Medline: 1738456

Neurosurgery 30(1): 58-62; discussion 62-63, 1992.

Benign cerebellar astrocytomas of childhood.

Schneider JH Jr, Raffel C, McComb JG


Benign cerebellar astrocytomas of childhood are potentially surgically curable lesions. Histologically, these neoplasms can be divided into pilocytic and diffuse astrocytomas. Whether there is a difference in the recurrence rate between these two tumor types after a surgical resection is not clear. In addition, the role of immediate postoperative imaging in predicting a recurrence has not been established. To answer these questions, we have reviewed the charts of 23 patients with benign cerebellar astrocytomas treated at Childrens Hospital of Los Angeles over a 10-year period (1977-1987). Of the 23 tumors, 15 were pilocytic and 8 were diffuse. All patients underwent an attempted gross total surgical removal of the tumor, and all patients had a postoperative computed tomographic (CT) scan with and without intravenously administered contrast material performed within 72 hours of the operation. Based on the postoperative CT scan, 12 patients had residual tumors. Seven of the subtotally resected tumors were pilocytic (7 of 15), and 5 were diffuse (5 of 8). Interestingly, the surgeon believed that a gross total resection had been obtained in 9 of these patients. There have been 4 recurrences in these 23 patients, with a mean follow-up of 4.9 years. All recurrences were in patients with subtotal resections. Of the 11 patients with a total resection of the tumor, 7 developed a small rim of enhancement on subsequent scans an average of 5 months after the operation.(ABSTRACT TRUNCATED AT 250 WORDS)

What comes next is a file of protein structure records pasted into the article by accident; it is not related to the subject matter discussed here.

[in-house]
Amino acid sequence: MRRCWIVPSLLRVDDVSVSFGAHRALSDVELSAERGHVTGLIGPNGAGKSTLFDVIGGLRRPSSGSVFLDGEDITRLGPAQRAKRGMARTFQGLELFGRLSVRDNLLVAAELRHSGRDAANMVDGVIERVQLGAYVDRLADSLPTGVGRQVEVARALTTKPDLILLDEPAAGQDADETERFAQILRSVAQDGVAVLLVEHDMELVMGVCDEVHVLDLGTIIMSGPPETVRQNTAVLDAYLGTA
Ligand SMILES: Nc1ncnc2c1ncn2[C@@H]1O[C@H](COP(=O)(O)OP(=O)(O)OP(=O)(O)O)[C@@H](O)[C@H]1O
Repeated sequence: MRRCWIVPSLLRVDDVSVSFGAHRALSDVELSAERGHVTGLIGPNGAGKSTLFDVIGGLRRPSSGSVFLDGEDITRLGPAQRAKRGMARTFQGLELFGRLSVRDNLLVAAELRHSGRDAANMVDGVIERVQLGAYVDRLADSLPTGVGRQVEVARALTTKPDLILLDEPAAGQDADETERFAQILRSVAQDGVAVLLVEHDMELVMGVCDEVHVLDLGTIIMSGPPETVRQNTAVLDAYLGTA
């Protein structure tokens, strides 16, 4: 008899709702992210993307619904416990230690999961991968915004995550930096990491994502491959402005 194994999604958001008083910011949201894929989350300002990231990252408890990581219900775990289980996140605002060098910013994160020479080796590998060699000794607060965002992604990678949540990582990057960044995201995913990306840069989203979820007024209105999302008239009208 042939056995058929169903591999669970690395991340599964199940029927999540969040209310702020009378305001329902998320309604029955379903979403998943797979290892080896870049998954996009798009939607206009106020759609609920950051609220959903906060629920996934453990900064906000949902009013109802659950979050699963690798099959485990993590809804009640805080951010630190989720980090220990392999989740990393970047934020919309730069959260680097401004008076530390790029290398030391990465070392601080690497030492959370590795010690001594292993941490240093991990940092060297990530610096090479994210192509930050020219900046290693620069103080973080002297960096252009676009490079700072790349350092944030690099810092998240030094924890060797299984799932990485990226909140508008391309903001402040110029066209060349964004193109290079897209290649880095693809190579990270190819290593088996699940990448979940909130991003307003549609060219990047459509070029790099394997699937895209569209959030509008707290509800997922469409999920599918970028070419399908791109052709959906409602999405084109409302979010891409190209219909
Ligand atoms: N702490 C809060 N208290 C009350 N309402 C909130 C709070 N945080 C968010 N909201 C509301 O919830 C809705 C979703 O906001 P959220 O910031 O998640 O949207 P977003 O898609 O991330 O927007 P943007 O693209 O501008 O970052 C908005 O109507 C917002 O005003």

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Dr. G. Quade